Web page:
Ron Chamblin is the city's literary hero. His labyrinthine bookstore, Chamblin Bookmine, is a maze of books in every genre that are piled high in stacks and bookshelves that practically reach the ceiling. Ask an employee at the front desk for assistance if there's a specific title you're looking for — but if you have time to spare, revel in the experience of getting lost in the bounty of new and used titles. It's a hobby that local book lovers have held since the store first opened in 1976. Chamblin's Uptown, the bookmine's sister store, is located just off of Hemming Plaza in Downtown. It doesn't have the volume of options that its older sibling carries, but it does feature a charming cafe with fresh coffee and great food.
Beachcombers in the know stop by The BookMark in Neptune Beach before walking over to the shore. Owner Rona Brinlee has a sharp eye for the best up-and-coming authors and established writers, and she carefully stocks her shop with their best work. Check the store's calendar during your visit — authors are always stopping by for lectures, book readings and book signing events.
Rare first-editions are a specialty at San Marco Bookstore, a small shop that packs an impressive range of titles into its shelves. This is a particularly great place to read up on Jacksonville or Florida history, or pick up a military history volume (Jacksonville is a military town, after all). Kids' books and classics also get their fair share of real estate.
On May 15Natalie Wearstler answered the question:Jacksonville is home to a rich variety of museums to explore. Take your pick from these five museums to gain a new perspective on the Bold New City of the South:
The Cummer Museum of Art & Gardens is considered by many to be the crown jewel of the city's museum scene. Established in 1958 by longtime art collector and community advocate Ninah Cummer, the Cummer's permanent collection includes works by masters such as Peter Paul Rubens, Winslow Homer, Thomas Moran and Norman Rockwell, plus one of the world's top three collections of Early Meissen Porcelain. Rotating exhibits often highlight the work of local artists, photographers and students, and the museum's stunning gardens along the St. Johns River are used throughout the year for concerts, classes and special events.
From the 1920s through the '60s, Jacksonville's La Villa neighborhood was considered the "Harlem of the South." The Ritz Theatre and Museum highlights the artistic contributions of the African American community with a permanent exhibit of photographs documenting this period. It's also a gathering spot for locals who come together for monthly spoken word nights and jazz concerts.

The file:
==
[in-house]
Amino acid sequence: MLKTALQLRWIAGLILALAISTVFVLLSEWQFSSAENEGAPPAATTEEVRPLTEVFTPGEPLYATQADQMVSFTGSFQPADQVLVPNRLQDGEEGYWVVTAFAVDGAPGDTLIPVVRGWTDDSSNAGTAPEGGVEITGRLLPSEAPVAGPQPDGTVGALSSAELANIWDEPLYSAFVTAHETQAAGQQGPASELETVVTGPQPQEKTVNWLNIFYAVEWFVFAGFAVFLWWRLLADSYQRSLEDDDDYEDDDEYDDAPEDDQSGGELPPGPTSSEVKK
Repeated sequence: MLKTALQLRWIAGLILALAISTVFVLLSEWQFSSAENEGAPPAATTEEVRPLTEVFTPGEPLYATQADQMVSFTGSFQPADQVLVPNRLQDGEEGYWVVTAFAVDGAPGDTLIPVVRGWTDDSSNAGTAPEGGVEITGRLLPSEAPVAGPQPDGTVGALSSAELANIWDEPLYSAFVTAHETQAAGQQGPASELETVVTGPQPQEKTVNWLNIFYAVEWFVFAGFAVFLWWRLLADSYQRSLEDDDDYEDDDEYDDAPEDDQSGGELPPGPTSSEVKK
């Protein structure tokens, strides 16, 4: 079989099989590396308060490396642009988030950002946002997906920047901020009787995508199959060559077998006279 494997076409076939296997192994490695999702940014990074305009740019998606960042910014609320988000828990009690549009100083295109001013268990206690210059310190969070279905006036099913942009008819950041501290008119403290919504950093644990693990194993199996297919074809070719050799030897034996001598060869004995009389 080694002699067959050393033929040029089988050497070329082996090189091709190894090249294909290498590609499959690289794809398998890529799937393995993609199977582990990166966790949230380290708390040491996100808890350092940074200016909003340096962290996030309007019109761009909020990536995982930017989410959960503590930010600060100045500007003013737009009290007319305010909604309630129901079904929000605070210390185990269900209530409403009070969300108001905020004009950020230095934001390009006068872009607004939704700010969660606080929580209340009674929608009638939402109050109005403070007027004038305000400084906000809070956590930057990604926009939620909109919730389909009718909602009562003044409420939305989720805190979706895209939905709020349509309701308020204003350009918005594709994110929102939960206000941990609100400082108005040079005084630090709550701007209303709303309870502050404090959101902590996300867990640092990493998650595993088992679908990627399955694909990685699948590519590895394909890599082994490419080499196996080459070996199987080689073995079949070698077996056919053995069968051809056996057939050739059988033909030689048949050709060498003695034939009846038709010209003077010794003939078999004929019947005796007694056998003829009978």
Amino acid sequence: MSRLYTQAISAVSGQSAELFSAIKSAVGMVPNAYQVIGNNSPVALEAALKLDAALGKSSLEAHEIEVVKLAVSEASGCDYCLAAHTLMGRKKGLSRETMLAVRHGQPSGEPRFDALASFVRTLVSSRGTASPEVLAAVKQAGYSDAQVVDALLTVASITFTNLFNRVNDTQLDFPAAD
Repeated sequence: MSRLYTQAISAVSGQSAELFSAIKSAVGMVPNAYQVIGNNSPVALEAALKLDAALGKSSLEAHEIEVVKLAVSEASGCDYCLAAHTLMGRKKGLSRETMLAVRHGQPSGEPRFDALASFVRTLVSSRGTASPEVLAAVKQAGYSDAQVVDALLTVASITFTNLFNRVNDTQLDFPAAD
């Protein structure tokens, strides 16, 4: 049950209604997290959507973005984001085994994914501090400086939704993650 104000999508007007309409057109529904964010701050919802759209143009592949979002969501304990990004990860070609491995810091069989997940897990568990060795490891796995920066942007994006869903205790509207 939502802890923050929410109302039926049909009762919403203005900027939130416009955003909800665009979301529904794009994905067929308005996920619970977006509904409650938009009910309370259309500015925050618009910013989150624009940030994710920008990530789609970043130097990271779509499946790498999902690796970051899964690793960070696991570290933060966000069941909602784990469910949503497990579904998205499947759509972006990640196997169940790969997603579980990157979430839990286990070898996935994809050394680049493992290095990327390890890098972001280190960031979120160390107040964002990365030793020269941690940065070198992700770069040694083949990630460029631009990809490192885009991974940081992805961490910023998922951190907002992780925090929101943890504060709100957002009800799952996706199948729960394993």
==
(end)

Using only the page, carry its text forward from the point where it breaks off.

The ever-changing exhibits at the Museum of Contemporary Art make it a regular favorite for River City residents. As the partner gallery for the University of North Florida, MOCA is a community learning place where free lectures and film screenings complement intriguing student artwork and thought-provoking temporary exhibits (past highlights have included folk art by Howard Finster and photography by Melanie Pullen). Admission fees to MOCA are waived for the monthly Art Walk held in Downtown Jacksonville on the first Wednesday of each month, rain or shine.
The coast of North Florida has drawn explorers throughout history, from French and Spanish sailors to modern-day treasure hunters who flock to the shore in search of relics of the past. Learn about the history of Jacksonville Beach and its sister communities at the Beaches Museum and History Park, a family-friendly learning center that has hosted exhibits like "Mermaids of the First Coast" (an exploration of the women's surfing community) and "Lifeguard on Duty" (a celebration of the 100th anniversary of the American Red Cross Lifeguards Corps' presence in Jacksonville Beach).
Kids can't resist all the hands-on activities at the Museum of Science and History. The inner workings of the human body, the majestic world of marine biology and the nature of energy are displayed in fun, interactive exhibits that challenge young minds (and adults, too) to see the world around them with new eyes. Try to catch a show at the Bryan Gooding Planetarium during your stay — your kids will rave about it for weeks.
On September 28Natalie Wearstler answered the question:Traveling by car is the best way to get around Jacksonville’s many neighborhoods. Interstates 95 and 295 should connect you to most destinations, and busy thoroughfares like Butler Boulevard and Southside Boulevard cover quite a bit of ground, as well — just plan for congestion around lunch hour. When sightseeing in the city’s downtown area, park the car at a metered spot (they’re free on weekends and after 6:00 p.m. during the week) and take a ride on the Skyway. Its white cars run high along busy little one-ways, providing a fun way to see the city’s core while traveling quickly between its most popular points of interest. When the weather is nice, board the S.S. Marine Taxi for a short ride to various downtown destinations along the St. Johns River, including EverBank Field and the Jacksonville Landing.